FIFA Women’s World Cup record
France 2019 will be Korea Republic’s third Women’s World Cup. They made their FIFA Women’s World Cup™ debut at USA 2003. Handed a difficult group, their first finals tournament was a baptism of fire, being defeated by Brazil, France and Norway in the group stage. The Taeguk Ladies returned to the global finals at Canada 2015, where they made their breakthrough, reaching the knockout stage for the first time in their history. The 2-1 win over Spain in their final group match was a monumental moment, handing the nation a first-ever Women’s World Cup victory. In the Round of 16 they came up against a strong France side and fell to a 3-0 defeat.
The road to France
Korea Republic progressed through the preliminary stage on goal difference, after earning a famous 1-1 draw against neighbours and Women's World Cup veterans Korea DPR in Pyongyang. Korea Republic subsequently booked their ticket to a second successive Women’s World Cup by finishing in fifth place at the AFC Women’s Asian Cup Jordan 2018. Having narrowly missed out on a semi-final place, the Taeguk Ladies faced the Philippines in a play-off for the continent’s final ticket to France 2019. Korea Republic’s experience made all the difference as they ran out comfortable 5-0 winners to ensure they could build on their promising Canada 2015 performances.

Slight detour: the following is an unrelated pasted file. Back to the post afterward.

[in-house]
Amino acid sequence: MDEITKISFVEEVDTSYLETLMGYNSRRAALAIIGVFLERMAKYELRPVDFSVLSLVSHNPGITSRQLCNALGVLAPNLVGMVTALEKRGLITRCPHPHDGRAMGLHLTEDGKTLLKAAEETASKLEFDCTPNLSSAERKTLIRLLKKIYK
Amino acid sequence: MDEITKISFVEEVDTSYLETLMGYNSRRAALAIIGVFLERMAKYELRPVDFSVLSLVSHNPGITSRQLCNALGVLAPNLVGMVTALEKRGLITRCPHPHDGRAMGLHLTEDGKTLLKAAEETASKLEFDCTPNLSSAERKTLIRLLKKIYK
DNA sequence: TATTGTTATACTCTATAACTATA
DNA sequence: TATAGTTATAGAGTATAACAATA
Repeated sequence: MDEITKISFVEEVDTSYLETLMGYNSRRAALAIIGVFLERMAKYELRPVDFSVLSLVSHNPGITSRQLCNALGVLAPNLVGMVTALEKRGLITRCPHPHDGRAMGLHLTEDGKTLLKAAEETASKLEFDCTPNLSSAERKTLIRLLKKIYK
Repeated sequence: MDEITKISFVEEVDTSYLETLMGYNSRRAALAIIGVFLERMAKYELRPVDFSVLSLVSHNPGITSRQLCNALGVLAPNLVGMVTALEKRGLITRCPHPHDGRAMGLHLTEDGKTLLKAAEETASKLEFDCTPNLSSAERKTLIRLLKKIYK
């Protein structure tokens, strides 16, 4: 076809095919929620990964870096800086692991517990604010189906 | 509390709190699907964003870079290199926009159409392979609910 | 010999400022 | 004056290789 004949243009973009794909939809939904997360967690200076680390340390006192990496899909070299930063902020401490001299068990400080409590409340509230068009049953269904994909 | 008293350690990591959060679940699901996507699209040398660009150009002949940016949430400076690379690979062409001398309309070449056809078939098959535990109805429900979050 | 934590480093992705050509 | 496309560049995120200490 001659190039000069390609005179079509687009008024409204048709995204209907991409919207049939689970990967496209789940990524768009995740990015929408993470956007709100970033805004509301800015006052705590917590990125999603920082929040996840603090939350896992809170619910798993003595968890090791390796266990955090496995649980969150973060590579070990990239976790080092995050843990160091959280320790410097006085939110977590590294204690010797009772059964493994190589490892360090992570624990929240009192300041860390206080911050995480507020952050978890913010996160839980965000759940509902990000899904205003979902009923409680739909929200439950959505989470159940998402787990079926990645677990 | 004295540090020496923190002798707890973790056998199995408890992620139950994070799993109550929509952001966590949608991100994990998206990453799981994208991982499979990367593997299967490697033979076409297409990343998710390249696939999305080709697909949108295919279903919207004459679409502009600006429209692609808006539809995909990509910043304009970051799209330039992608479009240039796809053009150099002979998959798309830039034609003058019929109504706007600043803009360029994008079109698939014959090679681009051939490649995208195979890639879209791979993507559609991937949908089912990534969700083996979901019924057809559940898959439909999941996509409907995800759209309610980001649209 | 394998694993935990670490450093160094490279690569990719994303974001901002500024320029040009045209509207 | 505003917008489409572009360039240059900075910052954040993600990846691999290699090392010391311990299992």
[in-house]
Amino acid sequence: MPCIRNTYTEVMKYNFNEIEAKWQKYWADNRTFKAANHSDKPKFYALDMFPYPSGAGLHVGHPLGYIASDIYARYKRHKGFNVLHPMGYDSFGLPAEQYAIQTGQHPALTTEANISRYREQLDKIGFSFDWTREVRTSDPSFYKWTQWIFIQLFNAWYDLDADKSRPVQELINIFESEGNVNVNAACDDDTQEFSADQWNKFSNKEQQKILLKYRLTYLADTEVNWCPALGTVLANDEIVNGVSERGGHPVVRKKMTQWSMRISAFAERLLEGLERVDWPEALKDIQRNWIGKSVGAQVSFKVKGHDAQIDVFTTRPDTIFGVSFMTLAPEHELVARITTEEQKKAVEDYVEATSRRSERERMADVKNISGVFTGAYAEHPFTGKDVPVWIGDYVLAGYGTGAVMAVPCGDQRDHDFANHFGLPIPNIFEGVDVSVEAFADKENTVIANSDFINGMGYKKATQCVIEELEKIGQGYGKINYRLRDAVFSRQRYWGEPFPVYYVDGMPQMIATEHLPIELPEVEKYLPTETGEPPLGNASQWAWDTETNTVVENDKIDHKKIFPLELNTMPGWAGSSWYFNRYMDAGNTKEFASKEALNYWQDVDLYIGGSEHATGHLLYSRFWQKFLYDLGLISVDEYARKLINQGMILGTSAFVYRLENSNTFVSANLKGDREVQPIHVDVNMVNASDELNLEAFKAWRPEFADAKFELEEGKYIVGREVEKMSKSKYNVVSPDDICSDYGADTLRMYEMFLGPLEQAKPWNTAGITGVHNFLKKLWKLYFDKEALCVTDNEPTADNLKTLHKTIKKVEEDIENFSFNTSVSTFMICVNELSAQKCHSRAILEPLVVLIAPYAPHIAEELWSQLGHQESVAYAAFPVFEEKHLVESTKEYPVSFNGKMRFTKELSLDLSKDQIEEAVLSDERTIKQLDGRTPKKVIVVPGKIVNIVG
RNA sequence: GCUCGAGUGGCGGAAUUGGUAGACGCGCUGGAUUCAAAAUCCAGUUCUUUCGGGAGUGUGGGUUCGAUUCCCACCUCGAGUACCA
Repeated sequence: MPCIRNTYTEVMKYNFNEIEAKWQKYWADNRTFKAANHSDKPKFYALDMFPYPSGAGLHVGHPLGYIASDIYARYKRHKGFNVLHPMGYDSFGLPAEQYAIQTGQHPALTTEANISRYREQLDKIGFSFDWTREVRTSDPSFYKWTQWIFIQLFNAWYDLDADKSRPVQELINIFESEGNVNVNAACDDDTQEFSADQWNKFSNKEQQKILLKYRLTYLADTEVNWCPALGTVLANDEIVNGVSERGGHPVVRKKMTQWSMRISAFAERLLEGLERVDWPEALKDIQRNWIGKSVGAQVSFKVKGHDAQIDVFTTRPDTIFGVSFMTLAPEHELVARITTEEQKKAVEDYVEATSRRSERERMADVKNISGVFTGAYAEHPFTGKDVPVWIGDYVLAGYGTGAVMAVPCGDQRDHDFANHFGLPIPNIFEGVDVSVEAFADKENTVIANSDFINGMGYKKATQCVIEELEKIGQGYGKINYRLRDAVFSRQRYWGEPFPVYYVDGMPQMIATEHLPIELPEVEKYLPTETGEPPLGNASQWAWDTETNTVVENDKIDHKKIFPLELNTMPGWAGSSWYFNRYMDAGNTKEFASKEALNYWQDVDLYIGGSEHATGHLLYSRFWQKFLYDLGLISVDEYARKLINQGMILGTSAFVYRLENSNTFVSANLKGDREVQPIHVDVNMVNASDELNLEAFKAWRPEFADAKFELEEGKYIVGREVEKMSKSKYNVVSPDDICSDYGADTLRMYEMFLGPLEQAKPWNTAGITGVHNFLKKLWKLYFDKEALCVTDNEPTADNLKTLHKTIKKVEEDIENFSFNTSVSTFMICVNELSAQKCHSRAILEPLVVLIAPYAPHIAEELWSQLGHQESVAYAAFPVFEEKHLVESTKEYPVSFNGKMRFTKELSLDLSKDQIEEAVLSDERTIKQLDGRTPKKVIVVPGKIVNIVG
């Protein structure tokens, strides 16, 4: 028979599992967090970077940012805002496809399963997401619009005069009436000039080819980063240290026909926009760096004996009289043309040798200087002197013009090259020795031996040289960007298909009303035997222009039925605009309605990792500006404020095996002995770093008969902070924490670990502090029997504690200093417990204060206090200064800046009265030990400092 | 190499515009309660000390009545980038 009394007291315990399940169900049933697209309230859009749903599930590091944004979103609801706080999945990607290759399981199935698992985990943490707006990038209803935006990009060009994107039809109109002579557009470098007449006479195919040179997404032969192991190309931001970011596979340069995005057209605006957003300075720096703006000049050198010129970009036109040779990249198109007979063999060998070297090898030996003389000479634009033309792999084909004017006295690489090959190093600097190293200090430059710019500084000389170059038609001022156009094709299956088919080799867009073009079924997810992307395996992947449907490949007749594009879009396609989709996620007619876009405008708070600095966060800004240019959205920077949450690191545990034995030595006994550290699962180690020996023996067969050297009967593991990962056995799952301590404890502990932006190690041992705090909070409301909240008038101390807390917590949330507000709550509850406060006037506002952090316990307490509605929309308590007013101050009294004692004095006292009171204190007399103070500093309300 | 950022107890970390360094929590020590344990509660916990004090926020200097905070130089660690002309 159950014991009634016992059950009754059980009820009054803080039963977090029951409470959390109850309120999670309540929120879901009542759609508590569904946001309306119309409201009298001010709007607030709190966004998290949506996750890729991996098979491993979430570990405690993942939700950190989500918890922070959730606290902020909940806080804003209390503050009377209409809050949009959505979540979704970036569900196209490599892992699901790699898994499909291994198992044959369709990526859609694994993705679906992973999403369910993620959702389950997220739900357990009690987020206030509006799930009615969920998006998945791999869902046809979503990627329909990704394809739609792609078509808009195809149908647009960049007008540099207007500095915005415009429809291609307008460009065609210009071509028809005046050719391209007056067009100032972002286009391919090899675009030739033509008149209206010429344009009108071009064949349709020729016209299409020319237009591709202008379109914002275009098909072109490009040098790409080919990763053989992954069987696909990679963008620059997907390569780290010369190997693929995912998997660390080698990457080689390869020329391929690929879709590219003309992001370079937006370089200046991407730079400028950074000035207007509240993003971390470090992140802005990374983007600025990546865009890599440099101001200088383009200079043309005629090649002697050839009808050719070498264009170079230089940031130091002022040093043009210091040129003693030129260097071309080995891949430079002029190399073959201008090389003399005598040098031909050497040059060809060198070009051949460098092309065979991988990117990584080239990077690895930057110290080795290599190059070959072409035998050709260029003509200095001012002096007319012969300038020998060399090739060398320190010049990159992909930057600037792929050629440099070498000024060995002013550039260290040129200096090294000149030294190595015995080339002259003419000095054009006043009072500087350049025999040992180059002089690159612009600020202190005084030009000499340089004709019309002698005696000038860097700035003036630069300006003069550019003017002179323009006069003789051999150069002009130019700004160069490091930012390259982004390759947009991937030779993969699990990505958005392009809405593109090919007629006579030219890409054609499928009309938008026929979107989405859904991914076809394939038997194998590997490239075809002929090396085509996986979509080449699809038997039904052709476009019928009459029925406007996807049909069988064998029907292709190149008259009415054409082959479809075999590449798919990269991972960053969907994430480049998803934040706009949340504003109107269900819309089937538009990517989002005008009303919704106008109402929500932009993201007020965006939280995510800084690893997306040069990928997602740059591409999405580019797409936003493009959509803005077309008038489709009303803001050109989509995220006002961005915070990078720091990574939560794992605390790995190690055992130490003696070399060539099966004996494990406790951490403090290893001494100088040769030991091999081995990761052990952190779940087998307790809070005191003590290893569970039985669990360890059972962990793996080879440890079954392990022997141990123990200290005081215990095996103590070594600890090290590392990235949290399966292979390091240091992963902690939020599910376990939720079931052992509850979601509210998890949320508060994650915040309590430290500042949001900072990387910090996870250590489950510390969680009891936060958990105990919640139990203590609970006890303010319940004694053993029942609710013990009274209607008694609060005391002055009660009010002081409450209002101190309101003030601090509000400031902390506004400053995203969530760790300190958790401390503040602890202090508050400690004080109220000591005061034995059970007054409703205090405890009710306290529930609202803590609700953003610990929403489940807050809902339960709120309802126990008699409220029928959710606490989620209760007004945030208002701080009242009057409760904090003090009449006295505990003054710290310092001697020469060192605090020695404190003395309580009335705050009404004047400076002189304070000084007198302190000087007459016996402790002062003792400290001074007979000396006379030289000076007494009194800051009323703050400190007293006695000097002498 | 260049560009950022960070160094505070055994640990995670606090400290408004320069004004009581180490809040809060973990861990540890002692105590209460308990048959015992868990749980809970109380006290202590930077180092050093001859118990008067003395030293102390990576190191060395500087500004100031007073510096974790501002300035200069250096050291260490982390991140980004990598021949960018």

Yoon Deokyeo has been the head coach of Korea Republic since December 2012, making him the team's second-longest serving coach since Lee Yiwoo (1991-1998). Yoon played for the Korea Republic national team at the 1990 FIFA World Cup Italy, where he played in two matches. His coaching career began promptly after his playing career in 1993 and he has held a variety of roles at different age levels. He made the transition from coaching in the K-League to taking over the women’s national team with the goal of changing the country’s culture to encourage girls and young women to one day consider football as a viable career path.
0 – Korea Republic’s strength is in their defensive structure and discipline. Impressively, they did not concede a single goal in all four of their matches at the AFC Women’s Asian Cup. Their matches against eventual finalists Australia and Japan finished goalless before they beat Vietnam 4-0 and the Philippines 5-0.